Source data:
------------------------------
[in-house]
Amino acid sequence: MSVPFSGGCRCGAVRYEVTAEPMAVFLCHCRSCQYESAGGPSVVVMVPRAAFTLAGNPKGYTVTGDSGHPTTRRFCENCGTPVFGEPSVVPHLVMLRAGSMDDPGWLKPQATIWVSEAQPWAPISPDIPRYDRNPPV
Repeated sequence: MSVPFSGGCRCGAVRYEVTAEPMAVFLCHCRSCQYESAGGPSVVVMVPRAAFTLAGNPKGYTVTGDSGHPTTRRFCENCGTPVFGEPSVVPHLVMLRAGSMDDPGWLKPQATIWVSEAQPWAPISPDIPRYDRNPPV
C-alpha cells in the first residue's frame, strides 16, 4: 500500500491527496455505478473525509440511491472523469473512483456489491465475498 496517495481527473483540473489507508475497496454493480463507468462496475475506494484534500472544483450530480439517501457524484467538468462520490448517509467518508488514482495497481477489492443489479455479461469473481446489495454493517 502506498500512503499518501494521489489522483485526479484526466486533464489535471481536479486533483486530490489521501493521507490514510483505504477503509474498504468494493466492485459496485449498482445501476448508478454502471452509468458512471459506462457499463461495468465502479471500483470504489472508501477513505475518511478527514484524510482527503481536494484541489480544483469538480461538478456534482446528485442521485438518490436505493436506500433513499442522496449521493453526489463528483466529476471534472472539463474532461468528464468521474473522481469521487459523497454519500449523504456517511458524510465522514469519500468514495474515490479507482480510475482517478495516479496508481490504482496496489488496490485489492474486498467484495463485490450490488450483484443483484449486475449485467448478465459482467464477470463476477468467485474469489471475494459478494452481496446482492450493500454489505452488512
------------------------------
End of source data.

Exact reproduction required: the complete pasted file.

[in-house]
Amino acid sequence: MSVPFSGGCRCGAVRYEVTAEPMAVFLCHCRSCQYESAGGPSVVVMVPRAAFTLAGNPKGYTVTGDSGHPTTRRFCENCGTPVFGEPSVVPHLVMLRAGSMDDPGWLKPQATIWVSEAQPWAPISPDIPRYDRNPPV
Repeated sequence: MSVPFSGGCRCGAVRYEVTAEPMAVFLCHCRSCQYESAGGPSVVVMVPRAAFTLAGNPKGYTVTGDSGHPTTRRFCENCGTPVFGEPSVVPHLVMLRAGSMDDPGWLKPQATIWVSEAQPWAPISPDIPRYDRNPPV
C-alpha cells in the first residue's frame, strides 16, 4: 500500500491527496455505478473525509440511491472523469473512483456489491465475498 496517495481527473483540473489507508475497496454493480463507468462496475475506494484534500472544483450530480439517501457524484467538468462520490448517509467518508488514482495497481477489492443489479455479461469473481446489495454493517 502506498500512503499518501494521489489522483485526479484526466486533464489535471481536479486533483486530490489521501493521507490514510483505504477503509474498504468494493466492485459496485449498482445501476448508478454502471452509468458512471459506462457499463461495468465502479471500483470504489472508501477513505475518511478527514484524510482527503481536494484541489480544483469538480461538478456534482446528485442521485438518490436505493436506500433513499442522496449521493453526489463528483466529476471534472472539463474532461468528464468521474473522481469521487459523497454519500449523504456517511458524510465522514469519500468514495474515490479507482480510475482517478495516479496508481490504482496496489488496490485489492474486498467484495463485490450490488450483484443483484449486475449485467448478465459482467464477470463476477468467485474469489471475494459478494452481496446482492450493500454489505452488512